When the rebels ventured their all in their efforts to destroy our Government, they pledged their lives, their fortunes, and their sacred honours to their cause. The Government accepted their wager of battle. Hence, when we conquered, we, by conquest, gained all they had-their property became ours by conquest. Thus they lost their slaves, their mules, their horses, their cotton, their all; and even their lives and personal liberty, thrown by them into the issue, were theirs only by our forbearance and clemency. So, soldiers, when we marched through and conquered the country of the rebels, we became owners of all they had, and I don't want you to be troubled in your consciences for  taking, while on our great march, the property of conquered rebels. They forfeited their rights to it, and I, being agent for the Government to which I belonged, gave you authority to keep all the quartermasters couldn't take possession of or didn't want.Such an example of astounding inconsistency, such a record of unblushing hypocrisy no public man could stand against for a day, except in that peculiar community of the North, where demagogueism and time-service are fair games, and “the smart man” gets the plaudits of the multitude, no matter in what line of conduct he asserts his ingenuity. It may well be imagined that the truce of Durham Station was disregarded at Washington, and that no time was lost there in repudiating the propositions contained in Sherman's basis of agreement, which, in the extravagant language of that amateur diplomatist, was to restore “peace to the banks of the Rio Grande.” Of course, no plan could be entertained at Washington that substituted the simple idea of a restored Union for that of subjugation. The Federal Government, as is already apparent in these pages, was not likely to be satisfied with anything short of the abolition of slavery in the South, the extinction of the State governments, or their reduction to provisional establishments, and the programme of a general confiscation of property. Sherman was censured and denounced in a way that shook his factitious military reputation; and it was said to be the madness of generosity to abolish the confiscation laws, and relieve “rebels” from all pains and penalties for their crimes. It was at once telegraphed from Washington throughout the country, that Sherman's truce was disregarded, and that Grant would go to North Carolina to compel Johnston's surrender on the same terms as Gen. Lee had accepted. On this basis, the surrender was eventually made; but Gen. Grant was generous enough to forbear taking control of Sherman's army, contenting himself with prompting that commander to what the Washington Government had declared should be the text of the negotiations. In following the logical chain of consequences of Gen. Lee's surrender, we are led to notice how each section of the Confederate defences gave way with this event. We have already seen how the cordon of the Atlantic States fell with Johnston's surrender; and we shall now see how the system of Confederate defence fell in the Southwest; and how, in a little time thereafter, the department of the Trans-Mississippi was prostrated, completing the downfall of the Southern Confederacy.
Federal arms in 1865, a movement was prepared early in that year against the city of Mobile and the  interiour of Alabama. When Hood's ill-fated army was beaten and driven across the Tennessee River, the troops which Gen. Canby had sent to aid Thomas were returned, and, being heavily reinforced, prepared to undertake, with assured success, the capture of the city of Mobile — an enterprise which had not yet been ventured upon, unless very remotely, by any Federal army. The works of Mobile were very strong, and the supplies of food were abundant for a siege. The heavy ordnance was excellent and well disposed. But the garrison was few in number, and the supply of ammunition was small. Other important interests of the Confederacy would admit of no more troops, nor of more ammunition being placed in Mobile. A large Federal army was soon collected on the waters near Mobile, with a very great naval force and a fleet of transports adequate to all the requirements of so great an expedition. Early in March, the preparations for attack seemed complete. But the weather was bad and unfavourable to operations. On the 25th March, Gen. Canby commenced to move his forces to the attack. Two corps of infantry, respectively commanded by Gens. Granger and A. J. Smith, (the whole commanded by Canby in person) marched from their camp on and near Fish River, against the positions occupied by Gen Maury at Spanish Fort and Blakely. The same day, a corps of infantry, with a strong force of cavalry, moved, under command of Gen. Steele, from Pensacola towards Salem, via Pollard. The whole of Canby's forces now in motion may be estimated at near sixty thousand effectives, being three corps of infantry, and about six thousand cavalry. The whole artillery and infantry effective force holding Mobile, under Gen. Maury's command, numbered less than eight thousand. His cavalry numbered less than fifteen hundred, and were not available in the siege operations. On the 26th March, Canby appeared in heavy force before Spanish Fort, and commenced its siege. The same day, he threw a division as if against Fort Blakely, but did not yet take position for its siege. The position of Spanish Fort was about twelve miles from Mobile, on the eastern shore of Appalachie River, about two and a half miles above its mouth. The position was important as commanding the batteries, Huger and Tracey, which held the Appalachie River. The fortifications when the siege commenced, consisted of a battery on the water of six heavy guns and of three detached redoubts (open in the gorge) connected by a line of riflepits, with a line of abattis in front; the whole sweeping in a sort of semicircle, and resting both flanks on the river. The whole length of coast was about a mile and a half. Gen. Randall Gibson, of Louisiana, commanded the forces and conducted the defence of Spanish Fort. The garrison of Spanish Fort was made up of the veteran Louisiana brigade of Gibson,  (five hundred muskets), the veteran Alabama brigade, of Holtzclaw, (seven hundred muskets), and a brigade of Alabama boys under Brig.-Gen. Thomas, numbering about nine hundred effectives. There were besides, several companies of the Twenty-second Louisiana heavy artillery, and three companies of light artillery. Soon after the siege commenced, the brigade of boy-reserves was exchanged for Eaton's Texans and North Carolinians, which numbered only about five hundred muskets, and which made the whole infantry force about seventeen hundred muskets. The enemy pressed his siege energetically, but cautiously. The defence was vigourous, bold and defiant. The little garrison, when manning their works, as they did incessantly for sixteen days and nights, stood in single rank, and several feet apart. The experience of defence soon showed that many things were lacking; but the troops vigourously applied themselves to remedy the defects, and in a few nights had constructed traverses and bomb-proofs, and chevaux-de-frise and rifle-pits, which proved amply sufficient for all their subsequent requirements. By energetic digging, the enemy managed to advance to within one hundred yards of portions of the main line of defence. He continually increased his batteries. He finally opened at close range, with a great number of wooden mortars; and a] though, in the early part of the operations, the skill and energy of Slocum's and Massenberg's, and Potter's artillerists could always silence the enemy's guns, they were quite ineffective now, and towards the close, every gun of the Confederates was easily silenced. On the 8th April, Gen. Maury, after conference with Gen. Gibson, decided that the defence had been protracted long enough, and gave orders to commence that night to remove the surplus material, and stores, and men, so that by the night of the 11th, the whole force should be withdrawn. Early in the night of the 8th, the enemy made a forward movement on Gibson's left flank and established himself in such a position as would cut off further communications by the river with Mobile, and imperil the garrison. In pursuance of his general instructions, Gibson withdrew his garrison at once, and evacuated the position of Spanish Fort, necessarily leaving his guns and stores to the enemy. The garrison was immediately transferred to the city of Mobile, which, it was judged, would be soon attacked. Col. Patton transferred his headquarters to Battery Huger, upon which, and Tracey, would depend the defence of the Appalachie River. On the 31st March, Steele, who had marched with his corps from Pensacola, had dispersed the cavalry force, which, under Clauton, opposed his advance at Pine Barren Creek, and occupied Pollard; and now suddenly appeared before Blakely and commenced to besiege it. Gen. St. John Liddell, of Louisiana, commanded the forces at Blakely, which consisted of about 2,300 muskets, and three or four companies of  artillery — in all about 2,600 effectives. The ground was better for defence than at Spanish Fort. The works were better placed; and it was believed that the enemy would make but slow progress in its siege. The garrison consisted of the Missouri brigade, about four hundred and fifty muskets, under Gates; a Mississippi brigade, eight hundred muskets; the brigade of Alabama boy-reserves, under Thomas, nine hundred muskets; a regiment of Mississippi dismounted light artillerists armed with muskets, and several companies of artillery. Very little progress had been made in the siege of Blakely, when Spanish Fort was evacuated on the 8th April. During the following day, however, Canby was sending up his army from about Spanish Fort towards Blakely; and in the evening, at five o'clock, he made a grand assault with a column of twenty-five thousand infantry. After being repulsed on many parts of the line, he succeeded in overwhelming the little garrison, and capturing it with the position. Gen. Maury found his force now reduced to less than five thousand effective infantry and artillery; his ammunition almost exhausted; and the city of Mobile, with its population of more than thirty thousand non-combatants, exposed to the danger of assault and sack, by an army of more than fifty thousand men, ten thousand of whom were negroes. His instructions from his superiour officer were to save his garrison, and evacuate the city whenever he should find that judicious defence could no longer be made, and that an opportunity of withdrawing the garrison was still open to him. On the night of the fall of Blakely, he resolved to evacuate Mobile, and save his army. On the morning of the 10th, the operations of the evacuation commenced. Many steamers were in the port prepared for this contingency; upon them were hastily thrown such ordnance stores as remained fit for troops in the field, all of the light guns, and the best of the quartermaster's and commissary stores. The garrisons of the redoubts and batteries about the city were also embarked on these steamers, and sent up the Tombigbee river to Demopolis. The infantry forces accompanied the wagon train by the dirt road to Mendina or were sent up on the cars. The large depots of commissary stores were turned over to the mayor of Mobile, for the use of the people of the city. In the morning of the 12th April, the evacuation was completed. Gen. Maury, with his staff, and the rear-guard of three hundred Louisianians, under Col. Lindsay, moved out of the city at daylight. Gen. Gibson remained to see to the execution of the orders, relative to the drawing in of the cavalry force of Col. Spence, which was to burn the cotton in the city, and then cover the rear of the army. After having seen to the execution of every order, Gen. Gibson directed the Mayor of the city to go out to the fleet with a white flag, and apprise the Federal authorities that Mobile  had been entirely evacuated by the Confederate forces, and that no resistance would be offered to the enemy's entrance into the city. About two o'clock in the afternoon, Gen. Canby with his forces, marched into Mobile, and peaceably occupied it. The Federal navy took but little part in the operations. Two monitors were sunk by torpedoes in an attempt to cross Appalachie Bar, when the fleet desisted from further action. During the progress of the evacuation, the little isolated garrisons of Tracey and Huger, under Col. Patton's command, restrained and returned with great effect the heavy fire of the enemy's batteries on the eastern shore. Here was fired the last cannon for the Confederacy in the war. Whilst the operations against Mobile were in progress, a heavy movement of Federal cavalry was completing the plan of subjugation in the Southwest. An expedition, consisting of twelve thousand five hundred men, was placed under command of Gen. Wilson, who had been detailed from Thomas' army, and directed to make a demonstration, from Eastport, at the head of steamboat navigation on the Tennessee River upon Tuscaloosa and Selma, in favour of Canby's operations against Mobile and Central Alabama. On the 22d March, all the arrangements having been perfected, and the order of march designated, the movement began. At this time Gen. Forrest's forces were near West Point, Mississippi, one hundred and fifty miles southwest of Eastport, while Gen. Roddy occupied Montevallo, on the Alabama and Tennessee River Railroad, nearly the same distance to the southeast. By starting on diverging roads, Wilson expected tho leave the Confederates in doubt as to his real object, and compel their small bodies of cavalry to watch equally Columbus, Tuscaloosa and Selma. The enemy in full strength approached Selma on the 2d April. Gen. Forrest, after an affair with his advance near Ebenezer Church, had fallen back to Selma. He had developed Wilson's force, and knew that he would not be able to save the city with the limited force under his command; but he determined to discharge what he considered to be his duty, and to make the best fight he could under the circumstances. The line of works was about four miles long. It was held by not more than three thousand men in all; fully one-half of whom were undrilled, untrained militia, with old-fashioned muskets in their hands, and so strung out over the ground they had to defend, that they were from five to ten feet apart. Skirmishing commenced in front of the works about noon. About four or five o'clock; a charge was made against that part of the line near the point where the Selma and Meridian Railroad crossed the works, and which was held by a Kentucky brigade, under the command of Gen. Buford. After an obstinate fight, the position was carried; the enemy came into possession of one of the most important depots in the southwest; and having occupied  Selma, destroyed the arsenals, foundries, arms, stores and military munitions of every kind. Gen. Forrest escaped with a portion of his command. Having captured Selma, and communicated with Gen. Canby, Wilson determined to move by the way of Montgomery into Georgia, and after breaking up railroads, and destroying stores and army supplies, in that State, to march thence as rapidly as possible to the theatre of operations in North Carolina and Virginia. On the 12th April, his advance guard reached Montgomery and received the surrender of the city. Thence a force marched direct on Columbus, and another on West Point. Both of these places were assaulted and captured on the 16th; but at West Point, there was an episode of desperate Confederate valour in the dreary story of a country overrun almost without resistance. Gen. R. C. Tyler, with an obstinate heroism, unsurpassed during the war, determined to hold West Point, with less than three hundred men. He believed the maintenance of his post, and the delay of the opposing forces from crossing the Chattahoochie at that point, an essential aid to the defence of Columbus; and although his garrison was a feeble one, improvised, for the most part, from the citizens, he did not hesitate a moment in what he regarded the duty of a soldier, to hold his post at whatever sacrifice, to the last extremity. It was a hopeless defence, except for the purposes of delaying the enemy; and it was protracted until the brave and devoted commander had fallen dead with his sword in his hand. This memorable defence of West Point was made in a small work--Fort Tyler--about half a mile from the centre of the town. Firing continuously with large cannon and rifles, the enemy slowly and cautiously approached the gallant little band of heroes until within about twenty steps of them. Then, with loud yells, they attempted to scale the works, but were repulsed and held at bay until all the ammunition in the fort had been exhausted; and then, when the Federals were in the ditch around the fort, the brave and gallant men inside of it, hurled stones, and even their unbayonetted guns, upon them. The Confederate flag was never hauled down, until by the Federals, nor any white flag hoisted until the enemy had leaped the parapet. In referring to the affair of West Point, a Southern newspaper that yet dared to speak its mind, said: “A more gallant instance of devotion has never been known since the time of Charles, King of Sweden, when he, with his body-guard and a few house servants, in the heart of the enemy's country, defended himself against an entire army of Turks, until his place of retreat was burned to the ground by lighted arrows from the assaulting party.” On the 21st, Wilson, having united his forces, approached Macon, which was defended by Gen. Howell Cobb, with a small force, mostly  militia. Within thirteen miles of the town, he was met by a flag of truce bearing the following communication:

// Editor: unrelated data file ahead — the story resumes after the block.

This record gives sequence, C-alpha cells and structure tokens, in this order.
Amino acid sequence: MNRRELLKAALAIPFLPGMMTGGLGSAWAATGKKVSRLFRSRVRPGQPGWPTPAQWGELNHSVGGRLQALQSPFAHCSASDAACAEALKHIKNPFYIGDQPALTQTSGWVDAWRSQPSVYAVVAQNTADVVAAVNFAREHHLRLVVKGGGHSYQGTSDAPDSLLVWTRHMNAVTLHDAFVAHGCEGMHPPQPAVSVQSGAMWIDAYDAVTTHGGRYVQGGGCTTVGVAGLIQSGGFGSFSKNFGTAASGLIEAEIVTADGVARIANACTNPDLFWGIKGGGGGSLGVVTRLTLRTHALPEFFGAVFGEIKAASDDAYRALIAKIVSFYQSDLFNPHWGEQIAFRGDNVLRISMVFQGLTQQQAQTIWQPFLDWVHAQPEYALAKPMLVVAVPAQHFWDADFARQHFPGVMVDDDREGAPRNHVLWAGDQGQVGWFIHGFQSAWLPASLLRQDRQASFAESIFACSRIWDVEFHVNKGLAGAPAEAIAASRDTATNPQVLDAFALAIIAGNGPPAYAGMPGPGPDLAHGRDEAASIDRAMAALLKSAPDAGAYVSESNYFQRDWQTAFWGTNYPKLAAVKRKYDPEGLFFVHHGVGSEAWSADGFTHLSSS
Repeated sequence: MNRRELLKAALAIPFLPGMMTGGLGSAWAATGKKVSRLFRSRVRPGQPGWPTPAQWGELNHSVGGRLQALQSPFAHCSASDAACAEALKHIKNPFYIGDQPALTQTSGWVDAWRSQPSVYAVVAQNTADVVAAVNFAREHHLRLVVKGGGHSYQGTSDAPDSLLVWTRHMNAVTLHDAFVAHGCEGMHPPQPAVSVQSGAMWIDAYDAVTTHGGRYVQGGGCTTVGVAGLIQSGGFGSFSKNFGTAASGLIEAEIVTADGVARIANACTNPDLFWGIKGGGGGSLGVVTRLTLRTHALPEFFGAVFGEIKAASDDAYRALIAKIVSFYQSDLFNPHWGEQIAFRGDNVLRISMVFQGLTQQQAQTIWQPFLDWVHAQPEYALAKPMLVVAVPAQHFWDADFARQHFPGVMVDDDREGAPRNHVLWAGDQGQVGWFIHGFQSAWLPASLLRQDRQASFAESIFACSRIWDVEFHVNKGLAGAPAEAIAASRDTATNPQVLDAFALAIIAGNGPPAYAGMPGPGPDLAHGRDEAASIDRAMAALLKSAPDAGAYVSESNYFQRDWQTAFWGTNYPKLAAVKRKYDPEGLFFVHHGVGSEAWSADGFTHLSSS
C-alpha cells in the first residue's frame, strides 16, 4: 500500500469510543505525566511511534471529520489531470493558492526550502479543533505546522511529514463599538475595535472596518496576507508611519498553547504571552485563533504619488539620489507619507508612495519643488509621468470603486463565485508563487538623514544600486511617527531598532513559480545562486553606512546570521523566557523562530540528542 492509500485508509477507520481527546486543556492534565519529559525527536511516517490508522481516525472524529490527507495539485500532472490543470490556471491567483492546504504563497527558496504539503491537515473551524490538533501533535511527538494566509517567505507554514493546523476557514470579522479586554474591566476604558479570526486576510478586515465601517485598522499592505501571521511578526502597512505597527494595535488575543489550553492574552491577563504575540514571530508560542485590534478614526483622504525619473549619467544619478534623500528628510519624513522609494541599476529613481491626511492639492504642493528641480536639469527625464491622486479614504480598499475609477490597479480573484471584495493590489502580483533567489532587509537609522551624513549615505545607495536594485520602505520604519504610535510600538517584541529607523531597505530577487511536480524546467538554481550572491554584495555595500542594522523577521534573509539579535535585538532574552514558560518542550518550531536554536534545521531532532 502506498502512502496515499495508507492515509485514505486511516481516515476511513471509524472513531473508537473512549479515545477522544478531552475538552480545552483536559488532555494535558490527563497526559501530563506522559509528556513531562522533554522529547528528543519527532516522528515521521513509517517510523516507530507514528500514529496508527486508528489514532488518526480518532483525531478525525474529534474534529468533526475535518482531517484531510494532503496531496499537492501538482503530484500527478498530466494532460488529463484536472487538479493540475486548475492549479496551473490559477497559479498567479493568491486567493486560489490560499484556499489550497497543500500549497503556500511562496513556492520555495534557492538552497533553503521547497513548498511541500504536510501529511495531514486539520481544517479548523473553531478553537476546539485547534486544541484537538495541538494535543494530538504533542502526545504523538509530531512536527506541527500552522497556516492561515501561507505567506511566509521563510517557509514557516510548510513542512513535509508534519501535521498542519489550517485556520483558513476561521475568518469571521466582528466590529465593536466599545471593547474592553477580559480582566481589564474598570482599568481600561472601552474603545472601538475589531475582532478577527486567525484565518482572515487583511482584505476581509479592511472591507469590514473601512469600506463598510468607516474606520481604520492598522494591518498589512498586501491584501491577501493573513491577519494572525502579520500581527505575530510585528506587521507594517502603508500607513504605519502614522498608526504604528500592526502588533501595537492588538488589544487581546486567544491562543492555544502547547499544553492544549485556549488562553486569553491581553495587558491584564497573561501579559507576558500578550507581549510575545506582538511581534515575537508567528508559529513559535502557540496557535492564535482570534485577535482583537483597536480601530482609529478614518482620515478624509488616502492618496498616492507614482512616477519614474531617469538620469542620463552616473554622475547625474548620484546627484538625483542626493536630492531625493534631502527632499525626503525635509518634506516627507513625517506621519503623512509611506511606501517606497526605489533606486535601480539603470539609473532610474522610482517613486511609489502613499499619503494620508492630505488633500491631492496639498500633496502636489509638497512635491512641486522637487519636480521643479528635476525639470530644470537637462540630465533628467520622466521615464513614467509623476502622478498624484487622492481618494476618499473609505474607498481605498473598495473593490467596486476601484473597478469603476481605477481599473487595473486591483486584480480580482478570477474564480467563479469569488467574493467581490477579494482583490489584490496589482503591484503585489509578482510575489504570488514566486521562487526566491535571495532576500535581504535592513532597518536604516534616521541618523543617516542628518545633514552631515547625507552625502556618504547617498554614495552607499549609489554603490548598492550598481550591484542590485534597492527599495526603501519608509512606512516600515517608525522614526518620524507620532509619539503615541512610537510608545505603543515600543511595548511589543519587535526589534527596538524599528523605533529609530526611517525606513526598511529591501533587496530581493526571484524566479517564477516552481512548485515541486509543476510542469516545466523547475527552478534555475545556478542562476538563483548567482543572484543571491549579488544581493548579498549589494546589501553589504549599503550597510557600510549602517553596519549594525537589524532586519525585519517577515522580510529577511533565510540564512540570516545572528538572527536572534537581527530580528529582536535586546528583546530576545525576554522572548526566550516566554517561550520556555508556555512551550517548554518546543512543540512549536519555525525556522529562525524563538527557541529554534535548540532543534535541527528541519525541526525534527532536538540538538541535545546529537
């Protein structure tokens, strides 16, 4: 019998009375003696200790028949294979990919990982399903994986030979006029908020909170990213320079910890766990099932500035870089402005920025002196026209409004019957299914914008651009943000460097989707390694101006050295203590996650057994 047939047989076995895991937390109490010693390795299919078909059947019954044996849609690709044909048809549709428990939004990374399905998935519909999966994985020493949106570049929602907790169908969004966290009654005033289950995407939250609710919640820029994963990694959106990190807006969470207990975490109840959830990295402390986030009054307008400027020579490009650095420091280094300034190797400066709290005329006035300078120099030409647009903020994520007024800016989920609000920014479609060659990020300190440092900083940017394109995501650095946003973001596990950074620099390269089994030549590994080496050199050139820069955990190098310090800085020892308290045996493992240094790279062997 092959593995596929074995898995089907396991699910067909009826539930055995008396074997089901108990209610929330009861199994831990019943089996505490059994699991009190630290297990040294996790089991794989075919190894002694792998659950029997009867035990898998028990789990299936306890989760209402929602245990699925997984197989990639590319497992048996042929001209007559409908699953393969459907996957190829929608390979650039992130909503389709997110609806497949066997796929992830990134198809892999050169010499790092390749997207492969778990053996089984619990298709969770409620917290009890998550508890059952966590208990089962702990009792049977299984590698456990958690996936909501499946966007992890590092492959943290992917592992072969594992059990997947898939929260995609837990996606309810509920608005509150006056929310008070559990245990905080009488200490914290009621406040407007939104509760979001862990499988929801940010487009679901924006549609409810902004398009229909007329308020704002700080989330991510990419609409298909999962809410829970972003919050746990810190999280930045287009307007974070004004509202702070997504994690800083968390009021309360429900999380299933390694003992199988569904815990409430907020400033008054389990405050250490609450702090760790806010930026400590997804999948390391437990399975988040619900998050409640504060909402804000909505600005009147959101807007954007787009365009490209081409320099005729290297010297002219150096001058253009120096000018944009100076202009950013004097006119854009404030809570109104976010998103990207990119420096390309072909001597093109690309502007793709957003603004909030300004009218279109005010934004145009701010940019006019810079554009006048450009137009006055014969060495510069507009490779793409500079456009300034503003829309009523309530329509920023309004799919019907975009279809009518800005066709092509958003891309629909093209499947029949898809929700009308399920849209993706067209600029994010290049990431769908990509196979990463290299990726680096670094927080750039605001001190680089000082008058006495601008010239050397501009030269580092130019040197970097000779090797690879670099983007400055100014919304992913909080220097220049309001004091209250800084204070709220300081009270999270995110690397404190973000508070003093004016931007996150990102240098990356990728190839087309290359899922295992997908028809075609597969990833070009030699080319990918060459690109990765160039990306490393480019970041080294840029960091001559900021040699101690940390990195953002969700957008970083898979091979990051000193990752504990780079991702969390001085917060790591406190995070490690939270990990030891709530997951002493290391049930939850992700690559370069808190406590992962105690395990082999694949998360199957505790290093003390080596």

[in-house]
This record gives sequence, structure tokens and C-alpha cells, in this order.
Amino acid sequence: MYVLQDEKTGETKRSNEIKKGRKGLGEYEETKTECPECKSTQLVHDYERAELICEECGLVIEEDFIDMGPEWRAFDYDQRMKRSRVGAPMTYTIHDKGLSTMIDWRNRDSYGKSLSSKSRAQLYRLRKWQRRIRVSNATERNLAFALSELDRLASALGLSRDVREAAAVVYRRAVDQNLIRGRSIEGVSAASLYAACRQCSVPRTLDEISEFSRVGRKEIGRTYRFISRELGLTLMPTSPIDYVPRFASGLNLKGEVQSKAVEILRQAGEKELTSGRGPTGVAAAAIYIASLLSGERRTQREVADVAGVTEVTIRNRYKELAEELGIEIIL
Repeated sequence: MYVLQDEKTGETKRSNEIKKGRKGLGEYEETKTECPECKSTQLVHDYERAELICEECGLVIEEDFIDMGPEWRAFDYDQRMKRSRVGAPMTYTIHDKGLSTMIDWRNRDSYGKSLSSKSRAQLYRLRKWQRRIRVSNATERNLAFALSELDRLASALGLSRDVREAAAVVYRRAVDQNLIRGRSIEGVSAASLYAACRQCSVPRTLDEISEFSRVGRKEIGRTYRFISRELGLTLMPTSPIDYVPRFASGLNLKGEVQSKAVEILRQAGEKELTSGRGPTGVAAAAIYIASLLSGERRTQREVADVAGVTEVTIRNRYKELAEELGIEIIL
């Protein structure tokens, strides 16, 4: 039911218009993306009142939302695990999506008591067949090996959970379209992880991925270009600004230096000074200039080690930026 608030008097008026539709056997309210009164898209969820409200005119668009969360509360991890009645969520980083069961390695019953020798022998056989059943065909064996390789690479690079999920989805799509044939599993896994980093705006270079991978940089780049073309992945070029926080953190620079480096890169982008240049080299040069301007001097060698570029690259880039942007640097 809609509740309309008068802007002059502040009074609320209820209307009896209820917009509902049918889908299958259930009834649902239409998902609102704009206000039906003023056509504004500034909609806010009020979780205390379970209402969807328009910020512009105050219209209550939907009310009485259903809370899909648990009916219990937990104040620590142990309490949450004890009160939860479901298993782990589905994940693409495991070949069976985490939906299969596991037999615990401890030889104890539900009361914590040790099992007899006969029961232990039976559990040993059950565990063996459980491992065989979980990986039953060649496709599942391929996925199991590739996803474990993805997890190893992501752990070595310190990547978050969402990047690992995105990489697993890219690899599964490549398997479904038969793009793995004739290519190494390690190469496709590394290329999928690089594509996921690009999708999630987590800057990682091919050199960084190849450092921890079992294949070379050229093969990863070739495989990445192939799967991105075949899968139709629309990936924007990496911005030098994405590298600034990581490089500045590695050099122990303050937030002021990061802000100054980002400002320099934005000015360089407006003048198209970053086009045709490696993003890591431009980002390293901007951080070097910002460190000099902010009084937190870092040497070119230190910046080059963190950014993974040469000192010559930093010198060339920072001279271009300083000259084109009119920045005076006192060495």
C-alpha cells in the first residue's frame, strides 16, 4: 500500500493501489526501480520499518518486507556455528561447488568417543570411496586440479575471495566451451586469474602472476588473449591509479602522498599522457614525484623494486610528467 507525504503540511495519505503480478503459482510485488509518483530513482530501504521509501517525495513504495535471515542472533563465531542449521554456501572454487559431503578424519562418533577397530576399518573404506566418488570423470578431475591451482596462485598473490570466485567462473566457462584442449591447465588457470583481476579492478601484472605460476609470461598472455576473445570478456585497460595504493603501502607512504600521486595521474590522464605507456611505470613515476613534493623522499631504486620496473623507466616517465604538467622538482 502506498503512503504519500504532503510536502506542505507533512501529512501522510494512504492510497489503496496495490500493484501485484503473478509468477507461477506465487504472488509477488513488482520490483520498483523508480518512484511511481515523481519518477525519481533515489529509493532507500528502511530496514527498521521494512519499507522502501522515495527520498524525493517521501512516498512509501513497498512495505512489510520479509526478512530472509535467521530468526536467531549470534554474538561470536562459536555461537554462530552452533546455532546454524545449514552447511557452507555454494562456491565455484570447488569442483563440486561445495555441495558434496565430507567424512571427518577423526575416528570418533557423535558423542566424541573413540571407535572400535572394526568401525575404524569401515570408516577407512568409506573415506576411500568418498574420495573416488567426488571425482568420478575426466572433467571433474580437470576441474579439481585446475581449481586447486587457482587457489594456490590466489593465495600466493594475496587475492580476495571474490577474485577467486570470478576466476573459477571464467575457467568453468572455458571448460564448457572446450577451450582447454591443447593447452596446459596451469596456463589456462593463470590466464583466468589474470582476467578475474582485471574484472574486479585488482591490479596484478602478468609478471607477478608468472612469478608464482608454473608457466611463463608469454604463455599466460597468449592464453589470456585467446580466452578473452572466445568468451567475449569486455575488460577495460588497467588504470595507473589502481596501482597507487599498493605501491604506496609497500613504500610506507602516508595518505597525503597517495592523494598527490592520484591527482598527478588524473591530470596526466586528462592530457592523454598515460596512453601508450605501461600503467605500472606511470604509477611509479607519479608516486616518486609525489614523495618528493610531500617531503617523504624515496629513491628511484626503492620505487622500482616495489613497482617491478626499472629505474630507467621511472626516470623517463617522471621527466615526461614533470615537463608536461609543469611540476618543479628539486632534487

This notice led to a correspondence, not necessary to be included here, and was ultimately followed by the final capitulation of the Confederate forces east of the Chattahoochie. The destruction of iron-works, foundries, arsenals, supplies, ammunition, and provisions in Alabama and Georgia was irreparable; the Confederacy east of the Mississippi was evidently in a state of collapse; and — the news of Johnston's surrender having traversed the country-Gen. Dick Taylor, on the 4th May, surrendered to Gen. Canby “the forces, munitions of war, etc., in the Department of Alabama, Mississippi, and East Louisiana.” The terms of surrender were essentially the same as those accorded to Lee and Johnston: officers and men to be paroled until duly exchanged or otherwise released by the United States; officers to give their individual paroles; commanders of regiments and companies to sign paroles for their men; arms and munitions to be given up to the United States; officers and men to be allowed to return to their homes, and not to be molested so long as they kept their paroles and obeyed the laws where they resided, but persons resident in Northern States not to return without permission; officers to be allowed to retain their side-arms, private horses, and baggage; horses, the private property of enlisted men, not to be taken from them, but they be allowed  to retain them for private purposes only. Thus, in the first days of May, all of the Confederate forces east of the Mississippi River had been surrendered.